Best Travel Watches For Jetsetters

“Best Travel Watches 2021: Nomos Glashütte Zürich, Ming Worldtimer 19.02, Omega Seamaster Aqua Terra Worldtimer, Chopard L.U.C Time Traveler One, Rolex GMT Master II, Patek Philippe Nautilus Travel Time Chronograph 5990/1A, Patek Philippe World Time 5230R”

Best Travel Watches 2021

  1. Nomos Glashütte Zürich
  2. Ming Worldtimer 19.02
  3. Omega Seamaster Aqua Terra Worldtimer
  4. Chopard L.U.C Time Traveler One
  5. Rolex GMT Master II
  6. Patek Philippe Nautilus Travel Time Chronograph 5990/1A
  7. Patek Philippe World Time 5230R

In honor of the world slowly starting to open up again, here are some cool mechanical watches that you can buy in 2021, which have some sort of useful travel complication. What do I mean by useful travel complication? Basically, I consider a watch to be useful for traveling if the watch has either a GMT or a worldtimer complication. Last time, we only covered GMT watches, but this time, I wanted to add the exciting category of worldtimers to this list. And hopefully, you will get inspired by the traveler-friendly watches I’ve chosen, and maybe even consider one of them to be your next pick for future trips around the world. But before we get into the watches, here is a little overview of what you should expect from your GMT- and worldtimer watch.

What Is A GMT Watch?

To make it simple and quick, a watch with a GMT complication is a timepiece with an independent 24-hour hand that indicates a second time zone, in addition to telling the local time at your current location. Usually, this complication is used by people that want to be able to tell the time in two different countries at the same time. A perfect example of that are frequent business travelers, that want to know in a blink of an eye, what time it is in both their country of origin and the time in their final destination. Another good example, which I frequently experience, is if you work or do business with people from all around the world. For example, I work closely with people from Mumbai and London, so I need to know what time it is there, and a GMT watch complication comes in very handy in such a situation. Because believe me, you don’t want to disturb your coworkers in the middle of the night, just because you forgot that this person is sleeping peacefully, while you are sipping on your 9 am coffee.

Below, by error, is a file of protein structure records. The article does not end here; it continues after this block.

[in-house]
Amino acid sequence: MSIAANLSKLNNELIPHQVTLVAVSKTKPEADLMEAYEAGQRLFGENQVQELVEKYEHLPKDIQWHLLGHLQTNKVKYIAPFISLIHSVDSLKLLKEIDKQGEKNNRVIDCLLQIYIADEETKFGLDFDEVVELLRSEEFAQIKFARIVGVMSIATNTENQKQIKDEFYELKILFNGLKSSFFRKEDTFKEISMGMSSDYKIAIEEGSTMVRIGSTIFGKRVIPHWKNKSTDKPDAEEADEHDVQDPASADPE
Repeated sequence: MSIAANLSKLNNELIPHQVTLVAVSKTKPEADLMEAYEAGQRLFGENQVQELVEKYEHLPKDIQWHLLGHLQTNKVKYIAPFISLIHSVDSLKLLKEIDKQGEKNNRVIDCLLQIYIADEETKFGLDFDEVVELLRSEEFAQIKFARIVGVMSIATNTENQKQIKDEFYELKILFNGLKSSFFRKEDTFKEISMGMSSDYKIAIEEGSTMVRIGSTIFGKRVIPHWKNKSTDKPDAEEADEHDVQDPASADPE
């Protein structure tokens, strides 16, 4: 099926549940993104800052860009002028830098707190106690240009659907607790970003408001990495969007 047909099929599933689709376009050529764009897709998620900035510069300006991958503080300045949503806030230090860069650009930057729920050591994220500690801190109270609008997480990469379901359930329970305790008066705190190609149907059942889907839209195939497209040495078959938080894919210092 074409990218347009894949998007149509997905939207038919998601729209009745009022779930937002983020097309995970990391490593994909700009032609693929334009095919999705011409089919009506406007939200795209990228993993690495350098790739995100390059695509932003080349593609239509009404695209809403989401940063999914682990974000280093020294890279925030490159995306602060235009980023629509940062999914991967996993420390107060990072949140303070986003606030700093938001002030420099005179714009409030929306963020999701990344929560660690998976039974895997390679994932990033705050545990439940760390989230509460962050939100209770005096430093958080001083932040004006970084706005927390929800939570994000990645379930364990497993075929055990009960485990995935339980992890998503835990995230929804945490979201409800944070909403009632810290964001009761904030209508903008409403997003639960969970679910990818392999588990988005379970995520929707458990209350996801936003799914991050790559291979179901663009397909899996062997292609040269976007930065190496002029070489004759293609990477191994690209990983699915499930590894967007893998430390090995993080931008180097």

What Does GMT Stand For?

“GMT” stands for Greenwich Mean Time and is actually an outdated way of defining time, compared to the modern UTC (Coordinated Universal Time). Though the two are often the same. GMT is the “zero hour” of a system, that allows one to know the time anywhere in the world by adding or subtracting time from it. Move east from Great Britain and each new time zone adds + 1 to GMT. Move west and you take away -1 from GMT. 

What Is A Worldtimer Watch?

While GMT watches are usually thought to be more straightforward and particularly useful, the same can’t really be said about world timers. Don’t get me wrong, I absolutely love the worldtimer, and all it stands for. In fact, it’s my favorite complication, I love to stare at the different city names on the dial and imagine I would be there right now. But you can’t argue that for most people, a GMT watch just comes in handier, as it’s rarely the case that you have to track 24 time zones, all at once.

But let’s just imagine you are someone that is in need of one, or, like me, just enjoy the mechanical finesse, that such a watch brings with it. What actually is a worldtimer watch? And what defines it? Well, that’s a rather simple answer. A worldtimer watch enables you to tell the current time in any of the world’s 24 timezones. And to display those different timezones, a worldtimer watch usually features an internal bezel, which is displaying 24 different world cities, each one of them representing a different time zone. Just next to it is a 24-hour ring or hand, which tells you the exact time in every city that is mentioned on the bezel. For example, when it is 2 pm in London, the 24-hour ring or hand, will align to show you the number “14” just below or above the city name “London”.

And that’s basically it, now you are good to go, and ready to understand the thought behind the watches that are coming up next. Let’s start, shall we?

Nomos Glashütte Zürich ($6,100)

Image credits: Nomos Glashütte